I am not a fan of euphemisms. I'm a call-it-what-it-is-girl. If it's too distasteful to say, then maybe you shouldn't do it. Euphemisms are so often used by hypocrites - a personality trait I abhor!

So let's call it what it is - a selective abortion. There ya go, I said it.

I've posted about this subject already but yesterday at CCRM I was asked by no less than 3 people to ponder the subject. My doctor, the nurse and the psychologist. Their policy on donor embryo transfers is pretty strict at two, at most. And what I really felt was mild influence from them to transfer only one embryo (given I have several high quality embryos) and that's okay, because I felt they had my interests in mind.

But here's the rub. The chance of one embryo becoming a viable pregnancy is around 60%. Two embryos is in the 85% range. That's a 25% spread - too much for me to ignore.

Now for the brutal news - the chance of two high quality embryos becoming a twin pregnancy is around 45%. And I don't remember the chance of one of those embryos splitting (giving me a triplet) but it was not some statistically low number like .001%.

I honestly do not know how to play this out. And at the end of the day, while I met with their psychologist, I was honest with her.

I said, "you know, I've thought about that many times this year and I'm no further today knowing what I'd do than I was the first day." I went on to tell her what I told my doctor - a single embryo transfer is not something I can consider without the facts in front of me on transfer day.

For example, consider this wonderful scenario that I hope befalls me. My doctor calls me on day 5 transfer morning and says "Sky, I have amazing news - you have 9 stellar embryos, it's hard to know which is better than the other, they're all top grade and I have two that are hatching. Right now we're going to freeze whatever you don't want to transfer. So, will it be one or two?" I would say, "one." Perfect. (and may that be EXACTLY what happens and turns into a beautiful little person for me!)

But here's an alternate scenario that I hope and pray does not happen. My doctor calls me on day 3 transfer morning and says "Sky, you have 3 good embryos - the rest don't look like they'll make it. One is excellent and the others are good." Frankly, my answer would be - TRANSFER THEM ALL. I wouldn't want to return for one final embryo transfer if two failed, aside from not feeling great about freezing/thawing - it is never as good as fresh.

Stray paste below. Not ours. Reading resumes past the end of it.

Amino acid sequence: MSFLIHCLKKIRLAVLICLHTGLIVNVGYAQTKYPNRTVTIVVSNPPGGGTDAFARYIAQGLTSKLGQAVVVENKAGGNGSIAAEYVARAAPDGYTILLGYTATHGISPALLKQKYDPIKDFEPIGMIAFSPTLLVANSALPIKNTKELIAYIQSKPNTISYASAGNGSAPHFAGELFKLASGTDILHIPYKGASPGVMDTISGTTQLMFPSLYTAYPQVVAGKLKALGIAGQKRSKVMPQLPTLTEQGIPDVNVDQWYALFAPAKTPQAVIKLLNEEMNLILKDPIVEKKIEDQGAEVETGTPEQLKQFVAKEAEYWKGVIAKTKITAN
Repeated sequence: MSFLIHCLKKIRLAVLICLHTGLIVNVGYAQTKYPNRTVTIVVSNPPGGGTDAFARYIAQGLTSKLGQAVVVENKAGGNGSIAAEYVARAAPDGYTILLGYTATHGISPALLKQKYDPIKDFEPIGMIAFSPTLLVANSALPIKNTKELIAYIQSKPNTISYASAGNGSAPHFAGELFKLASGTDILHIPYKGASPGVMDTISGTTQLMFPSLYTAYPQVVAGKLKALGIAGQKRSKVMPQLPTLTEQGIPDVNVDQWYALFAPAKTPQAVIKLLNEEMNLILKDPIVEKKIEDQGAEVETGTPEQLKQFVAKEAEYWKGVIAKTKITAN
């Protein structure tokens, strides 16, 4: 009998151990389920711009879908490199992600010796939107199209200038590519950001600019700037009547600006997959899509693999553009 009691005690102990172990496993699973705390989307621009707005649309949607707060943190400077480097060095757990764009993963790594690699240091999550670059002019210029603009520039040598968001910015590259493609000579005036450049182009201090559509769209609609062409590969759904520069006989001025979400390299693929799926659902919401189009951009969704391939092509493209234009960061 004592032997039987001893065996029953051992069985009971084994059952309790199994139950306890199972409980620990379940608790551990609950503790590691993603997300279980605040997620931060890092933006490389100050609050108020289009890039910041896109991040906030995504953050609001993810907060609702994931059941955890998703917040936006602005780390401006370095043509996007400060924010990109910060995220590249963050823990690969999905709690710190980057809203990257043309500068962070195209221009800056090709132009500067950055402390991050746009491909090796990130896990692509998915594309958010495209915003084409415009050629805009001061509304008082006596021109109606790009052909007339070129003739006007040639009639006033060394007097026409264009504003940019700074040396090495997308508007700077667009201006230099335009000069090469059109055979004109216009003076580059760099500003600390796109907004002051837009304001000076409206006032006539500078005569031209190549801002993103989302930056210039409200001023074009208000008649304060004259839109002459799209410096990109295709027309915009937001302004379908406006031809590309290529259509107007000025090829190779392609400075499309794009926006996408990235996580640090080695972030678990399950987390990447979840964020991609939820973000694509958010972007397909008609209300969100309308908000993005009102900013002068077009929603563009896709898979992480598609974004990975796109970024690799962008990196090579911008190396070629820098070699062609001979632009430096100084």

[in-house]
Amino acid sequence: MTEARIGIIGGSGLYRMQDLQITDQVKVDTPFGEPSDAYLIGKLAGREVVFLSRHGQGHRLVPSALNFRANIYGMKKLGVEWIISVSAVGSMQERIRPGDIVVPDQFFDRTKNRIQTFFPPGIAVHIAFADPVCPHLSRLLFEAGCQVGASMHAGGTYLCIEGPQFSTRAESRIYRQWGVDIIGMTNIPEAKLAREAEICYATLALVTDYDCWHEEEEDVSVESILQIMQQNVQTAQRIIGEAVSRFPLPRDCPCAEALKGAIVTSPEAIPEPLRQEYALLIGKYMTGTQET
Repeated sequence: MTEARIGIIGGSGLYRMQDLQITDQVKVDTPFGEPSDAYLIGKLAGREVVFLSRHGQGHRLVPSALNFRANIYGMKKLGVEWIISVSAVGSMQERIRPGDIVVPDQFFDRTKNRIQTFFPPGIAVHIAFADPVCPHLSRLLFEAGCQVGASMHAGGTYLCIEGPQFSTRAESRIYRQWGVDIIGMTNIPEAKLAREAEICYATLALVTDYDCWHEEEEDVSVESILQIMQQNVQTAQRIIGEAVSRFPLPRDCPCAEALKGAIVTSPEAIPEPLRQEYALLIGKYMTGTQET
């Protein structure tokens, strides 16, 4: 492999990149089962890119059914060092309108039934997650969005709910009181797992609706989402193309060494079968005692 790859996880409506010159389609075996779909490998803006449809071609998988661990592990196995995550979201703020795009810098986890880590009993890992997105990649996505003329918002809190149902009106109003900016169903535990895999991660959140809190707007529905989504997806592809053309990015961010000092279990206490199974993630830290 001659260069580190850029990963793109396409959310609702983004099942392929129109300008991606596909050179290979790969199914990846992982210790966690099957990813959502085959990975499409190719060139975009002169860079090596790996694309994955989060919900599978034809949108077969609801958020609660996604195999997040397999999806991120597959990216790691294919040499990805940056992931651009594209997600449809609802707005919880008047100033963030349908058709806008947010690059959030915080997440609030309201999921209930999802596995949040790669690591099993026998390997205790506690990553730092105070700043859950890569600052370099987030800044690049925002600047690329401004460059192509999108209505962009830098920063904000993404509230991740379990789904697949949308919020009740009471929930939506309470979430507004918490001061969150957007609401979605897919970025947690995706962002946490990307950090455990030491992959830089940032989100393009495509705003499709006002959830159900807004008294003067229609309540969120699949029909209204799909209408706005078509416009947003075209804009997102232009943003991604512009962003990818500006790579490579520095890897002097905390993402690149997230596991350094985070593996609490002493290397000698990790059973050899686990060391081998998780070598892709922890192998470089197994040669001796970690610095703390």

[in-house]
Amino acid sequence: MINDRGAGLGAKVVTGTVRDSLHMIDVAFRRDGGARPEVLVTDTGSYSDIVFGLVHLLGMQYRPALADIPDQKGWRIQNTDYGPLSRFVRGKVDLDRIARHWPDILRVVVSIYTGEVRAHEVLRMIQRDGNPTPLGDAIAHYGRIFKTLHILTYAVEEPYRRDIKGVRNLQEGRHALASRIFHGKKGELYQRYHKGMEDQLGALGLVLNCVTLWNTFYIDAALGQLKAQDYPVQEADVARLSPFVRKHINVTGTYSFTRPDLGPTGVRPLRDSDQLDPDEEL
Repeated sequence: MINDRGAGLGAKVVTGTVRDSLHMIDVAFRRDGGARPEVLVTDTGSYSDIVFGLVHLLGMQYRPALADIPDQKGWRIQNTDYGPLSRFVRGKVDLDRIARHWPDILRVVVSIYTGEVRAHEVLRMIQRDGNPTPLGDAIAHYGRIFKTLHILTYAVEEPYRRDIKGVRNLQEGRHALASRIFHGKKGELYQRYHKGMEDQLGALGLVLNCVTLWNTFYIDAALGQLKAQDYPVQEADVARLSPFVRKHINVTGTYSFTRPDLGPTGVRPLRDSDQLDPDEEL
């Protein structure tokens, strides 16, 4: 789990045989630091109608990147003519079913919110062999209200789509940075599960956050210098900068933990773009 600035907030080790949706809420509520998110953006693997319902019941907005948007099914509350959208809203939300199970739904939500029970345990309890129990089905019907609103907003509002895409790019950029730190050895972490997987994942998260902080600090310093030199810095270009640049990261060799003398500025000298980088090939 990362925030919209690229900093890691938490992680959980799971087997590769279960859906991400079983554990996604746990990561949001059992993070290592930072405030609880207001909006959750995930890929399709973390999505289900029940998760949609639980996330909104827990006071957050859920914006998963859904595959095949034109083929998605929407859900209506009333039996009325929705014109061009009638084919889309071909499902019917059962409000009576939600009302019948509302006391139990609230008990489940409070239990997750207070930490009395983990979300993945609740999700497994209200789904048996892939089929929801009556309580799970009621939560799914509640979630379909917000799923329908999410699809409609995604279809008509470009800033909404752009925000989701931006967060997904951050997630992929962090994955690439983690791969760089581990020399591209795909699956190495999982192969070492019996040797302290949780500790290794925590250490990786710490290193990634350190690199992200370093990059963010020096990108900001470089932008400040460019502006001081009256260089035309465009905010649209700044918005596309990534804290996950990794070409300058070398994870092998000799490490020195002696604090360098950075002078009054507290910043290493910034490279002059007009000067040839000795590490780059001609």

But what if those 3 less-than-stellar embryos all implanted?! Well, I think a triplet pregnancy is out of the question for me - I would have to selectively abort one. But what about a twin pregnancy to a singleton? I mean, if I'm not ethically barred from selectively aborting a triplet to a twin, why not a twin to a singleton? What's the difference? It's still terminating one fetus, isn't it?

And what happens here is that I realize doctors and nurses form an enormous bias and impart their personal religious and moral ethics on patients - and that concerns me. I mean, if you're willing to support the selective abortion of 5 fetuses to 2, why not support the selective abortion of 2 fetuses to 1? After all, isn't it is lawful to abort 1 fetus to zero.

DISCLAIMER: I'm not saying I could selectively abort twins to a singleton because I just don't know. I don't even know for sure if I could selectively abort triplets to twins. How could I know? I'm not in that place! But I guess I have trouble with anyone in the IVF world making moral judgments around this. Aren't we are all guilty of having our hands in the life/death pool whereby we have a hand in creating multiple embryos and then actively discarding some?

I personally know two women who are as Catholic as the day is long - staunch pro-life ladies who've also had IVF and had remaining embryos. Neither could bring themselves to donate those embryos to another couple and both of them chose to discard the embryos. I mean, huh? If life starts at conception then how is tossing them down a sink or by way of an abortion any different? Doesn't it provide the same outcome - they're still dead.

Just some thoughts as I embark on a donor egg cycle in future. I know I'll be faced with some very difficult decisions for which no choice will be without risk and, ultimately, I may have to choose the lesser of two evils - whatever that is for me personally.

I can only trust that I'll make future decisions with the same level of honesty and integrity in which I strive to live my life.

Tonight, more than ever, all of my sisters in this IF journey are on my mind - I wish you all peace, happiness and the fulfillment dirty diapers brings.

Back from Denver (CCRM)

Whew! Whirlwind trip. I flew out Thursday at 6 PM and arrived back in NJ Friday night, just after midnight.

Denver was beautiful and I expected nothing less. I love Colorado - the mountains, the clean, crisp air, the lack of smog and pollution that covers NJ, a state I've grown to hate living in (alas, a very well paying job in a major national corporation and a small, but valuable, network of friends, it'll be years before I can leave).